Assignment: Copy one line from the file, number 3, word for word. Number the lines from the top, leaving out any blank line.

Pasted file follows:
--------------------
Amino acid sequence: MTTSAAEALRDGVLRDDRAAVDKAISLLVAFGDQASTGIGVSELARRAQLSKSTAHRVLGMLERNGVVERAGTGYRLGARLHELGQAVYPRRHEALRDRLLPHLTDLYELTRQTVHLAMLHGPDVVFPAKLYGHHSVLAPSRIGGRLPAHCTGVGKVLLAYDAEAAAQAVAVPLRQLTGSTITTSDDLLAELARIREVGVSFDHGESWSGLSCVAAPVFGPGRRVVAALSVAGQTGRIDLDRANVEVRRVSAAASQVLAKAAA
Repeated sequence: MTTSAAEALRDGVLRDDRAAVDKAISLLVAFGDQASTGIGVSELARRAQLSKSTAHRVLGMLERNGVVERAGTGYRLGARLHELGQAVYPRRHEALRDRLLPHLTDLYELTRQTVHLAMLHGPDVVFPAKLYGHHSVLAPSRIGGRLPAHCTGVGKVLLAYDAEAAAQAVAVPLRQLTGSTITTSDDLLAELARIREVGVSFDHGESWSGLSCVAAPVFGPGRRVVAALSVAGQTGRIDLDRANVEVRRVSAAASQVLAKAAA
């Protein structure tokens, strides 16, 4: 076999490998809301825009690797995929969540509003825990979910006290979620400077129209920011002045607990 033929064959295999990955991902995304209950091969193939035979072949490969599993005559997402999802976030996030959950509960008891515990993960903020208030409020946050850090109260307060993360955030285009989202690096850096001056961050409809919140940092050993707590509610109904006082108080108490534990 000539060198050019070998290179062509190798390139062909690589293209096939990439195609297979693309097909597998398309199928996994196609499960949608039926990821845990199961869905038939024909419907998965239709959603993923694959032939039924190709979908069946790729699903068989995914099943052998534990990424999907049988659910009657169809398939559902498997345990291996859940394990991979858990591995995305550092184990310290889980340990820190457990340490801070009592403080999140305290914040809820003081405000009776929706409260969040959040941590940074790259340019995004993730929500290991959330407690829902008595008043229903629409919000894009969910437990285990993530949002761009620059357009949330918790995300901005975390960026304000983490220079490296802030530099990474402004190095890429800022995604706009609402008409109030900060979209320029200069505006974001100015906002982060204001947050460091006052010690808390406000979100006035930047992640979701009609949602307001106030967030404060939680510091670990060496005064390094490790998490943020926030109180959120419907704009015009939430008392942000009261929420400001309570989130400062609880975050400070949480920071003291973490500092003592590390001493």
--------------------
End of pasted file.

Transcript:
């Protein structure tokens, strides 16, 4: 076999490998809301825009690797995929969540509003825990979910006290979620400077129209920011002045607990 033929064959295999990955991902995304209950091969193939035979072949490969599993005559997402999802976030996030959950509960008891515990993960903020208030409020946050850090109260307060993360955030285009989202690096850096001056961050409809919140940092050993707590509610109904006082108080108490534990 000539060198050019070998290179062509190798390139062909690589293209096939990439195609297979693309097909597998398309199928996994196609499960949608039926990821845990199961869905038939024909419907998965239709959603993923694959032939039924190709979908069946790729699903068989995914099943052998534990990424999907049988659910009657169809398939559902498997345990291996859940394990991979858990591995995305550092184990310290889980340990820190457990340490801070009592403080999140305290914040809820003081405000009776929706409260969040959040941590940074790259340019995004993730929500290991959330407690829902008595008043229903629409919000894009969910437990285990993530949002761009620059357009949330918790995300901005975390960026304000983490220079490296802030530099990474402004190095890429800022995604706009609402008409109030900060979209320029200069505006974001100015906002982060204001947050460091006052010690808390406000979100006035930047992640979701009609949602307001106030967030404060939680510091670990060496005064390094490790998490943020926030109180959120419907704009015009939430008392942000009261929420400001309570989130400062609880975050400070949480920071003291973490500092003592590390001493």